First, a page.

ANA MARIE COX: I don't think I went far. I mean, I think that we all talk about we have different roles as journalists and commentators, and I always approach things from a humorous and risque point of view when possible. And also, this is something that we made very clear in the beginning, since the setup of that interview, which is the organizers themselves use "teabag" as a verb quite a bit, and it was unfortunate that they did not apparently have access to the Google to find out what that means.
KURTZ: But a number of MSNBC hosts did a lot of sexual double entendres, and that sounded, to my ear, to be very dismissive of the fact there were people with legitimate grievances who wanted to protest.
AMANDA CARPENTER: I believe when you cover any subject, whether you disagree with it or not, you owe your subject a certain amount of respect. I did not think using that word was respectful. I thought it was offensive, it was a sexual insult used to disparage the people that supported these TEA parties. And I think it was very inappropriate to use on primetime television.
FRANK SESNO: And I think we've got a lot to worry about here. Whether we're dismissing it from the left or pumping it up from the right, the question is whether we're going to back here one, two, three years from now apologizing to the audience the way we have apologized with the banking collapse and with the coverage of the Iraq War, that the right questions, the toughest questions, weren't asked and the media didn't take this stuff seriously, because we are putting this country in deep, deep debt. That's worth looking at.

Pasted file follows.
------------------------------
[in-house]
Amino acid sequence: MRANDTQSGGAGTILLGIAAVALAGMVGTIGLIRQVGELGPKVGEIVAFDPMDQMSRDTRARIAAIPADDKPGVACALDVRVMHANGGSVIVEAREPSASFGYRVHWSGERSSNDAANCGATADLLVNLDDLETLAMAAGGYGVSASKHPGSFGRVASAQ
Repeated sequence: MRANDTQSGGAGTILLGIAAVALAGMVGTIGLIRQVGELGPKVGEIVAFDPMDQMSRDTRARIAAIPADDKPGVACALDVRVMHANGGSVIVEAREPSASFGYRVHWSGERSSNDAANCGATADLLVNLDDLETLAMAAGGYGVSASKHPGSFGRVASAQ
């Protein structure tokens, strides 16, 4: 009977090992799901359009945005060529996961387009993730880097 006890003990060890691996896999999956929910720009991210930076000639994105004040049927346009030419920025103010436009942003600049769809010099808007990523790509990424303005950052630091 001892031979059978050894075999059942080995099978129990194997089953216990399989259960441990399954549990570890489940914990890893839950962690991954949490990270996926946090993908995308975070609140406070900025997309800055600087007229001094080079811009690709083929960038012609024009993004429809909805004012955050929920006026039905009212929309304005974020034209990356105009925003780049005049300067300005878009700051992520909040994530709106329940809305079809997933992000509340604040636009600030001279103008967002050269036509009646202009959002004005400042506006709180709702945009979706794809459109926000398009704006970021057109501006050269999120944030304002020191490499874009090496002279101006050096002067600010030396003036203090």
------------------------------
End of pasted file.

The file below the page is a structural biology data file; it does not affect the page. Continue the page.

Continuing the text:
KURTZ: A quick question for you about the role of the host, because you've been a host, obviously, here on CNN.
KURTZ: Janeane Garofalo, the actress and activist, was on Keith Olbermann's MSNBC program, and she dismissed the protest with these words: "This is about hating a black man in the White House. This is racism straight up. This is nothing but a bunch of tea-bagging red necks."
Now, she can say whatever she wants, but Olbermann didn't challenge her at all.